Social Security Disability or SSI Claims Involving Drug and Alcohol Addiction

     Social Security Disability and SSI claimants need to be aware of the Social Security Administration’s recent announcement regarding claims involving drug or alcohol addiction (DAA).  The SSA recently published SSR 13-2p that:

explains our policies for how we consider whether “drug addiction and alcoholism” (DAA) is a contributing factor material to our determination of disability in disability claims and continuing disability reviews.

      Sections 223(d)(2)(C) and 1614(a)(3)(J) of the Social Security Act (Act) provide that a claimant “shall not be considered to be disabled * * * if alcoholism or drug addiction would * * * be a contributing factor material to the Commissioner’s determination that the individual is disabled.”  The key factor in determining whether drug addiction or alcoholism is a contributing factor material to the determination of disability is whether the claimant would still be found disabled if she stopped using drugs or alcohol.

     DAA is not material to the determination that the claimant is under a disability if the claimant would still meet the definition of disability if she was not using drugs or alcohol. If DAA is not material, the claimant is disabled.

    DAA is material to the determination of disability if the claimant would not meet the definition of disability if she were not using drugs or alcohol. If DAA is material, the claimant is not disabled.

 The SSA will make a DAA determination when:

  • There is medical evidence from an acceptable medical source establishing that a claimant has a Substance Use Disorder, and
  • They find that the claimant is disabled considering all impairments, including the DAA.
  • They do not make a determination regarding materiality if a claimant has a history of DAA that is not relevant to the period under consideration.

      If the claimant has another physical or mental impairment(s) that results in disability and DAA is not causing or does not affect the other impairment(s) to the point where the other impairment(s) could be found nondisabling in the absence of DAA, DAA is not material to the determination of disability. The claim should be allowed. There are three basic scenarios:

  1. The claimant has a disabling impairment independent of DAA; for example, a degenerative neurological disease, a hereditary kidney disease that requires chronic dialysis, or intellectual disability (mental retardation) since birth. See 20 CFR 404.1535(b)(2)(ii) and 416.935(b)(2)(ii).
  2. The claimant acquired a separate disabling impairment(s) while using a substance(s). One example is the claimant has quadriplegia because of an accident while driving under the influence of alcohol. A second example is the claimant acquired listing-level human immunodeficiency virus (HIV) infection from sharing a needle for intravenous drug use. In each example, the claimant acquired the impairment because of an activity related to substance use, but the Substance Use Disorder did not medically cause or exacerbate the impairment.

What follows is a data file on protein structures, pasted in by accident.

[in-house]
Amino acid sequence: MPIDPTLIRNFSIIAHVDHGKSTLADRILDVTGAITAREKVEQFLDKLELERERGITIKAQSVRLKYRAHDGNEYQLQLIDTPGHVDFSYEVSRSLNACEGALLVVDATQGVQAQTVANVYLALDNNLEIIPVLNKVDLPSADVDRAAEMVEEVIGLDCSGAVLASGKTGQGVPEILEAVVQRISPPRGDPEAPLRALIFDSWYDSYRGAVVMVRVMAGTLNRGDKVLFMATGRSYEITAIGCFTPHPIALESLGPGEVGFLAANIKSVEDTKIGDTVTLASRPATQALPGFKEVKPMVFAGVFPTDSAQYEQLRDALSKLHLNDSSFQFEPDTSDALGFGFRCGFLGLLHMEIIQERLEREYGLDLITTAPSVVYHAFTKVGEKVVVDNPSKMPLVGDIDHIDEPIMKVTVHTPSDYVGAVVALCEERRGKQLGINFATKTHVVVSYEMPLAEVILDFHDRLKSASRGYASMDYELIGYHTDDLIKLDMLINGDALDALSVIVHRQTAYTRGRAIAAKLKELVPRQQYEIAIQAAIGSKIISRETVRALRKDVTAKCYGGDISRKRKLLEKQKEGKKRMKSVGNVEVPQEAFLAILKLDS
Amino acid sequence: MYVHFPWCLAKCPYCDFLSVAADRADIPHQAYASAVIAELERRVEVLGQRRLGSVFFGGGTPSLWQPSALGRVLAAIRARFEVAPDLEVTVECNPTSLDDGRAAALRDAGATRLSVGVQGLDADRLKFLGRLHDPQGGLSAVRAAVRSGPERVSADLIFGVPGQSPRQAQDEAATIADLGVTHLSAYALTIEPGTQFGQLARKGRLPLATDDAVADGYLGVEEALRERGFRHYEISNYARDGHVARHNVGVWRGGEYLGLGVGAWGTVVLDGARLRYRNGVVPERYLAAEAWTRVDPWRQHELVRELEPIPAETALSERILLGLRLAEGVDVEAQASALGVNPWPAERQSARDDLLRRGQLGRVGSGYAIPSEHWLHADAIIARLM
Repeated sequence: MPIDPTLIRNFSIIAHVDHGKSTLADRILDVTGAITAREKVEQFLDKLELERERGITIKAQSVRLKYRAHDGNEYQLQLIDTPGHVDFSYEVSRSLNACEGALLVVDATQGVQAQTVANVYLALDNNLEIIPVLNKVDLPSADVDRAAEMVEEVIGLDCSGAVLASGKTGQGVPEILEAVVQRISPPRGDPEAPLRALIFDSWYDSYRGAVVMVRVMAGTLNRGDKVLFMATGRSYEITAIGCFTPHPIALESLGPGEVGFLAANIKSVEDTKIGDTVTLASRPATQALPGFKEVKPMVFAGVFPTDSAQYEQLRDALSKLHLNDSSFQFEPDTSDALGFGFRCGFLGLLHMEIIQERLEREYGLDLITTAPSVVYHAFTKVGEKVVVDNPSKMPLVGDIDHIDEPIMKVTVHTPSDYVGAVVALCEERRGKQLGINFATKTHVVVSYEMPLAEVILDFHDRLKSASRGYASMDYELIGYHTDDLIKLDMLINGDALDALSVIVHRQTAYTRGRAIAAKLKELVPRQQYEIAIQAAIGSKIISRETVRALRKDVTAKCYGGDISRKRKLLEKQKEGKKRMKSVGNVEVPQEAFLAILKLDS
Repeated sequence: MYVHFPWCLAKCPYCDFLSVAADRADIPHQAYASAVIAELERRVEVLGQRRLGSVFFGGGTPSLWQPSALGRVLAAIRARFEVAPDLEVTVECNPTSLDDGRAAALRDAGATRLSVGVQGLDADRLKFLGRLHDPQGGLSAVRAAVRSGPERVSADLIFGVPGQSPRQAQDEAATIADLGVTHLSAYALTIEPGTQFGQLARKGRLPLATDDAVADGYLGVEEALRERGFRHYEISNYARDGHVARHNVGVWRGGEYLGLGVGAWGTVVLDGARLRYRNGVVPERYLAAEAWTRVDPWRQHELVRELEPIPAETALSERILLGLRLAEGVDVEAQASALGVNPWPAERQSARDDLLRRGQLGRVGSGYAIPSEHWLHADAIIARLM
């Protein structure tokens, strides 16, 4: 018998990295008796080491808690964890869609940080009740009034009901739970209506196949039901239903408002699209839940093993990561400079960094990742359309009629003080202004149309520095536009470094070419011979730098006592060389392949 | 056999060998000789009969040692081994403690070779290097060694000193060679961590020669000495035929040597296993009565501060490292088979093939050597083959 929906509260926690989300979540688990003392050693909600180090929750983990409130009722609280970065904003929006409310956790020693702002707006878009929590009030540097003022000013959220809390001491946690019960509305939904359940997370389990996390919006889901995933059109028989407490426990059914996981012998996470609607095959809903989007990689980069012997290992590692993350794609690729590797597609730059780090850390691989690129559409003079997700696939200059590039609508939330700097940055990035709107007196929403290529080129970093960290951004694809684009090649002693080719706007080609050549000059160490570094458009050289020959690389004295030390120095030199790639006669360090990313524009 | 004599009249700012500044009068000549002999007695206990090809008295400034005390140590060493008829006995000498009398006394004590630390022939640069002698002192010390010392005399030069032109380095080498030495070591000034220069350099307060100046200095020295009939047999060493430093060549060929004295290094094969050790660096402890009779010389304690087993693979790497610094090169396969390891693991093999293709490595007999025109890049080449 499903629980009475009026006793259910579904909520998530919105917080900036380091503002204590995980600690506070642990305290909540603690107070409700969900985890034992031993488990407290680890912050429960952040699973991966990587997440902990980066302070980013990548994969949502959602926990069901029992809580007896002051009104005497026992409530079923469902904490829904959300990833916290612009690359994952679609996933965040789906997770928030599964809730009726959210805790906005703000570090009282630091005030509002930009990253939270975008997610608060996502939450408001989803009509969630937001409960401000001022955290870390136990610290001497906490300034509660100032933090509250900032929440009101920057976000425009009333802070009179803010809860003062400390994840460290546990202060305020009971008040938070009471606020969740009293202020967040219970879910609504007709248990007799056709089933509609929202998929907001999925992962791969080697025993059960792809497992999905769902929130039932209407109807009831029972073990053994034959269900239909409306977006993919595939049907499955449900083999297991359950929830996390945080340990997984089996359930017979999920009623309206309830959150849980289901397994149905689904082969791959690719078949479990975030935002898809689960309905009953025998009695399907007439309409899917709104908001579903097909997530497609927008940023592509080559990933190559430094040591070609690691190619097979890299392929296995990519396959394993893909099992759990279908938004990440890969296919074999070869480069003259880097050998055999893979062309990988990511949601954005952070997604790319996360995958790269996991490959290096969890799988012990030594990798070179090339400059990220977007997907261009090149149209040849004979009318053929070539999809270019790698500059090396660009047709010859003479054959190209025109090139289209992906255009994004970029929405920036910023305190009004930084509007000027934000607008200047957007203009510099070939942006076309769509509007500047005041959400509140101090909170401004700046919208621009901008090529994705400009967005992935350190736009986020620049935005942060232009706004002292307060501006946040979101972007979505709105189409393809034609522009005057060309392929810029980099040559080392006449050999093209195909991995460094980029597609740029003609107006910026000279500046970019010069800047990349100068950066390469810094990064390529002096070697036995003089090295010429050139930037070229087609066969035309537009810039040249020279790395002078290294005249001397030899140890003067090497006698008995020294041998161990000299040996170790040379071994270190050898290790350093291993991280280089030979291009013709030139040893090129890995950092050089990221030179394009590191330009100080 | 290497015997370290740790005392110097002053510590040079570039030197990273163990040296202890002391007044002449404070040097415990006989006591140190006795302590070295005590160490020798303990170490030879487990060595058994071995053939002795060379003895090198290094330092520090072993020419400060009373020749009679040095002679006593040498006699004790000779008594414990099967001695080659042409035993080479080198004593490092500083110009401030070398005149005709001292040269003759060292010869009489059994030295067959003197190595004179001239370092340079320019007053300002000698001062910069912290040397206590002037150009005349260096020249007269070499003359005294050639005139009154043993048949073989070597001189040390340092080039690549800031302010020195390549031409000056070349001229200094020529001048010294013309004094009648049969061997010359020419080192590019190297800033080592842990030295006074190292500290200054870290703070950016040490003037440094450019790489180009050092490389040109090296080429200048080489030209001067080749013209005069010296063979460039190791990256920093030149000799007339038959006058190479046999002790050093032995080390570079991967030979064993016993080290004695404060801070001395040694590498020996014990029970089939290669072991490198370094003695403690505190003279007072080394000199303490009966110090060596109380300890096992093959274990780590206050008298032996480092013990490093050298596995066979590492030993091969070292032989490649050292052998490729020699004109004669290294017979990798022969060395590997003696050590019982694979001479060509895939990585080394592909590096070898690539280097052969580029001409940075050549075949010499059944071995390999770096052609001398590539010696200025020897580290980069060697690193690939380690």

3. The claimant’s DAA medically caused the other disabling impairment(s) but the other impairment(s) is irreversible or could not improve to the point of nondisability in the absence of DAA. Examples of such impairments could include peripheral neuropathy, permanent encephalopathy, cirrhosis of the liver, Substance-Induced Persisting Dementia, and Substance-Induced Persisting Amnestic Disorder that result from long-term alcohol or drug use.

      This Social Security Ruling is effective March 22, 2013.

     If you need more information about a Social Security Disability/SSI matter, personal injury matter (car wreck, boating accident, slip and fall, etc.), EEOICPA claim, long or short-term disability, VA disability, Railroad Retirement Board disability, or a workers compensation matter, please contact the Law Offices of Tony Farmer and John Dreiser for a free case evaluation.  We can be reached at (865) 584-1211 or (800) 806-4611, through Facebook, or through our website.  Our office handles claims throughout East Tennessee, including Knoxville, ChattanoogaKingsport, Bristol, Johnson City, Morristown, Maryville, Rogersville, Dandridge, Tazewell, New Tazewell, Jefferson City, Strawberry Plains, Sevierville, Gatlinburg, Loudon, Kingston, Halls, Maynardville, Crossville, Cookeville, Jamestown, Sweetwater, Lenoir City, Athens, Oak Ridge, Clinton, LaFollette, Lake City, Jacksboro, Bean Station, Cosby, Newport, White Pine, Mosheim, Wartburg, Sunbright, Pigeon Forge, and Deer Lodge.

About farmerdreiser

Based in Knoxville, Tennessee, The Law Offices of Tony Farmer and John Dreiser provide comprehensive representation to injured victims throughout eastern Tennessee in personal injury, Social Security disability, and workers' compensation cases.
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